The situation on the ground in the Autumn of 2009 looks very bad, first results from the ongoing BirdLife monitoring project show. The Spring 09 migration season seemed to provide some grounds for hope – with a reduction in mist netting activity compared to the spring of 08. But now that the main, Autumn trapping season has arrived, the trappers are back in force, particularly with limesticks.
Levels of limestick use detected in the main trapping areas during the four-week period August 31st to September 25th were almost double (83% increase) those detected in the Autumn of 08. BirdLife also found greatly increased evidence of limestick manufacture in September 09, often on a big scale. In mid-September, following a BirdLife tip-off, a Larnaca area villager was arrested with almost 1,000 limesticks in his garden “workshop”. The day after his arrest, the man was back making limesticks in his garden – indicating a strong market for his illegal produce. This points to a growing tolerance of limestick use, which, though illegal and highly damaging, is still perceived as “traditional” by a large sector of Cyprus society.
Mist netting levels in the first part of the Autumn 09 season were slightly higher than in the Autumns of 08 and 07. It should be noted here that netting levels in the Autumns of 07 and 08 were the highest recorded for five years – representing a serious reverse in the enforcement effort. Mist net use is taking place on a massive scale in the Pyla Range area, within the British Sovereign Base area (SBA). Up to three years ago, trapping had been minimised within the SBAs, but now seems to be making an unwelcome comeback. In the Republic areas, detection of trapping activity (with nets or limesticks) is increasingly hampered by the fact that trappers are now mostly active within enclosures (which BirdLife observers do not enter). This could be leading to an underestimation of trapping levels in some areas.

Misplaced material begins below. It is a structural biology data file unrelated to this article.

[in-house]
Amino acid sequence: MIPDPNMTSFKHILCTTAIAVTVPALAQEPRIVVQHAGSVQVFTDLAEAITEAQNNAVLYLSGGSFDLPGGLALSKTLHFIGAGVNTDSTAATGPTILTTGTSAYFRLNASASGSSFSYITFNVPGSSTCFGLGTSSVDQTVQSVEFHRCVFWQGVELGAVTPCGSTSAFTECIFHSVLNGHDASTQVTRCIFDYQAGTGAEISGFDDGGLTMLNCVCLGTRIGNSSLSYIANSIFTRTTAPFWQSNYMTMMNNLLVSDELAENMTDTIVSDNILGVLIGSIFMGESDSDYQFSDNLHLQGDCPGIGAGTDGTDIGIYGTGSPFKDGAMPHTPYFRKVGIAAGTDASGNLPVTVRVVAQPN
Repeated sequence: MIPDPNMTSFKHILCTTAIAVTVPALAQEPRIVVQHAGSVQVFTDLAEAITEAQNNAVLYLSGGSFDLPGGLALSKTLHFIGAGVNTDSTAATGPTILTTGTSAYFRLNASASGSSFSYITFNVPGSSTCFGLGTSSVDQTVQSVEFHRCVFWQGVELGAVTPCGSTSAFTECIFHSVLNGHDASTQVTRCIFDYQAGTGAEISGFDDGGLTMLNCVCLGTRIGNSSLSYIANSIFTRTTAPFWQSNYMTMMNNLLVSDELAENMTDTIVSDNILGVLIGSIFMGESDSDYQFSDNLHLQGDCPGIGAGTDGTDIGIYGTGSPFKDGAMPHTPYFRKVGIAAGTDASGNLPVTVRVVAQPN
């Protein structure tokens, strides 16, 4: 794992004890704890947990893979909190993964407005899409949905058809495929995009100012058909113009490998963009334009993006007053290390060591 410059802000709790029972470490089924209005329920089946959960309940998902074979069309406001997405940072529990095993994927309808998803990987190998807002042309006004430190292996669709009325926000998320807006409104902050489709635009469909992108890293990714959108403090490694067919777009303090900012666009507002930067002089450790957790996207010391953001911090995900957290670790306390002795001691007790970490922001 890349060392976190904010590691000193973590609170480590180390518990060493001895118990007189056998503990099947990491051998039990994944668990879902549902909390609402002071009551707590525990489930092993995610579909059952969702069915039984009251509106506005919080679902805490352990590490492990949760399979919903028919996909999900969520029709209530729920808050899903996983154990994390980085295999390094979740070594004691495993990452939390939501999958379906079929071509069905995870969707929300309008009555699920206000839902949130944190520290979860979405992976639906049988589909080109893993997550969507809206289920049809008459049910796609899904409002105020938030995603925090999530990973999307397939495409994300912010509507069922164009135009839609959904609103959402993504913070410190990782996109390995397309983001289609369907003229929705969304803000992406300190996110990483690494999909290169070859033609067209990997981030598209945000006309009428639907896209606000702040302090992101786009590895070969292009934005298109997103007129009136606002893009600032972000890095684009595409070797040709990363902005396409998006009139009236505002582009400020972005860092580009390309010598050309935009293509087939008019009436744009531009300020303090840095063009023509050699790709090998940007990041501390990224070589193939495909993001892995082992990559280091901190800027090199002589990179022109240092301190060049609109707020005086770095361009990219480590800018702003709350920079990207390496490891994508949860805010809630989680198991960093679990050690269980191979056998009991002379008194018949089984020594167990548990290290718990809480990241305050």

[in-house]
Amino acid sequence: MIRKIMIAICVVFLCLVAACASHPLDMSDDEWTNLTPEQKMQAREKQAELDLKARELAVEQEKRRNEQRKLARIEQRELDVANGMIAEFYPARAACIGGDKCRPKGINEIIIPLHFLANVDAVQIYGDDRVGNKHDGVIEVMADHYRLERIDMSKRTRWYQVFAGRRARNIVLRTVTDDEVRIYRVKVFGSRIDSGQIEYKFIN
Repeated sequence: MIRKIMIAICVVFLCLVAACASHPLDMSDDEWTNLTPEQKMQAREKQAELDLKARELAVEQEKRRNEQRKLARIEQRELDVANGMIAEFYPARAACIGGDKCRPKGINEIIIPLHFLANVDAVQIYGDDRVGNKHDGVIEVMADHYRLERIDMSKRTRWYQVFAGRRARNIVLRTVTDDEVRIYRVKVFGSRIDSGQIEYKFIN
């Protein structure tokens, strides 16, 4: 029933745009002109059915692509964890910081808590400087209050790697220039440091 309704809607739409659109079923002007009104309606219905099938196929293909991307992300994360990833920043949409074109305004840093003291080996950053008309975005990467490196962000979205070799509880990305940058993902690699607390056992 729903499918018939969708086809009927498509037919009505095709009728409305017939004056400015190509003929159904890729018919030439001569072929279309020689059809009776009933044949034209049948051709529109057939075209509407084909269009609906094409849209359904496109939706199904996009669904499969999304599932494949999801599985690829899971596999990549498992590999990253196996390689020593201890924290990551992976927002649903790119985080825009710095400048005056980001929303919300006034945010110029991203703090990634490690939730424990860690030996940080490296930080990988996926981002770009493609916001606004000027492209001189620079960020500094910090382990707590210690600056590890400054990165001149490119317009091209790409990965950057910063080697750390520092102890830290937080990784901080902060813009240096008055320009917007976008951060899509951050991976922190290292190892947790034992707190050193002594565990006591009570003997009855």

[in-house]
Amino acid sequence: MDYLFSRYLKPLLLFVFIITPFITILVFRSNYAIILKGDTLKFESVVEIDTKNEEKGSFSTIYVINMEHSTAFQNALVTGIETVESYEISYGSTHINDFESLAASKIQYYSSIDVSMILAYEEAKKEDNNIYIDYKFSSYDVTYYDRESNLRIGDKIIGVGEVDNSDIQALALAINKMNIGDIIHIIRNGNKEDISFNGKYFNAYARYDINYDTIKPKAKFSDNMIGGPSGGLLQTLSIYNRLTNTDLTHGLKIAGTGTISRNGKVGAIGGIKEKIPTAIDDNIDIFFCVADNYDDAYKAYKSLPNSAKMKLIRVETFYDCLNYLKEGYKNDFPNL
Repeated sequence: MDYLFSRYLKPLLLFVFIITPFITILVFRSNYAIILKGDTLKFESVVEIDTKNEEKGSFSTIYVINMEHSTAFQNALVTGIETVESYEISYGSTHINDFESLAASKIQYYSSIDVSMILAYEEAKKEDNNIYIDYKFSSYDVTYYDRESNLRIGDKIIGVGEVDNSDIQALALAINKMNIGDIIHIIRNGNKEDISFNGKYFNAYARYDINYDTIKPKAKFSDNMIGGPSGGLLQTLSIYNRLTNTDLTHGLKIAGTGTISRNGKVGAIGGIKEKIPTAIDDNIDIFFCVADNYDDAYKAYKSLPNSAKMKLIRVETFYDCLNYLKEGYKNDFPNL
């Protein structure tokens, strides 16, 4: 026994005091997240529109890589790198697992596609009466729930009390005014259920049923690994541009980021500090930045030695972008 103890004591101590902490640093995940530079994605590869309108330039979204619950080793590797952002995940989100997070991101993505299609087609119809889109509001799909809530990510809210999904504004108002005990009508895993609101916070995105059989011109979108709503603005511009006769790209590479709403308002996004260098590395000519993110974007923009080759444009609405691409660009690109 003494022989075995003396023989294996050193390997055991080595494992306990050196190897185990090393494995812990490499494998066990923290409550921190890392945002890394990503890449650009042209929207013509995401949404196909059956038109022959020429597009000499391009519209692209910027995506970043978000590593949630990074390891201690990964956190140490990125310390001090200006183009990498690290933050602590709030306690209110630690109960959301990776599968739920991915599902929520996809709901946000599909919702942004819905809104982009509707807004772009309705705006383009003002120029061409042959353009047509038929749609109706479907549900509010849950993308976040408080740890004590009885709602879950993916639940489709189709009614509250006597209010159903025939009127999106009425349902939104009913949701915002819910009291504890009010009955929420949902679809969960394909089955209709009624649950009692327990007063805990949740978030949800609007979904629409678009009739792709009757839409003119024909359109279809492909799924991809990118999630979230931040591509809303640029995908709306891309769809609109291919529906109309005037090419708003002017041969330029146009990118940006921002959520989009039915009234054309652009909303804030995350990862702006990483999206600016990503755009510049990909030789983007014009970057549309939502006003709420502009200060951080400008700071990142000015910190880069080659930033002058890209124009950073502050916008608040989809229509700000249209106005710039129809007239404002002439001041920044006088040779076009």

Enforcement efforts by the Cyprus Game Fund, the new Cyprus Police anti-poaching unit and the SBA Police continue, often in the face of violent reactions from the trappers. The SBA Police distributed anti-trapping information leaflets (prepared by BirdLife Cyprus and the Game Fund) to communities in the Eastern SBA this September. But limited resources mean all three authorities are seriously stretched. Political decisions are urgently needed both within the UK and Cyprus governments to throw more manpower into anti-trapping enforcement. UK government plans to use British Army personnel (under SBA Police supervision) to clear trapping paraphernalia (poles, pole bases, carpeting, etc) from the Pyla Range area in early October are a very welcome decisive action.
The Cyprus government needs to seriously and decisively tackle the problem of restaurants serving trapped birds as expensive ambelopoulia delicacies. This illegal practice – which has become more widespread and open over the last 3 years – provides the financial incentive for trappers.
I’ll post more on the hard data when it becomes available, but it is readily apparent that for this problem the Cypriot and British authorities are not willing to provide anything more than token enforcement of the law. The SBA Police, the Cyprus Game Fund, the Cyprus Police and BirdLife Cyprus are themselves doing their best it seems, but again they are too few with too little resources to match the level of criminal activity.
Not to mention, the last time restaurants serving ambelopoulia were fined was 2002 and 2003, which resulted in a lot of press coverage by the Cypriot media. The fines were described as “heavy-handed” and roundly criticized. It was horrible of the Cypriot press — criticizing law enforcement for handing out fines against criminal activities, fines which themselves where mild.
And now the politicians are afraid to have laws enforced, and these laws in particular — because any restriction of criminal activities would likely result in their failure to get re-elected, or so goes the conventional wisdom of the island.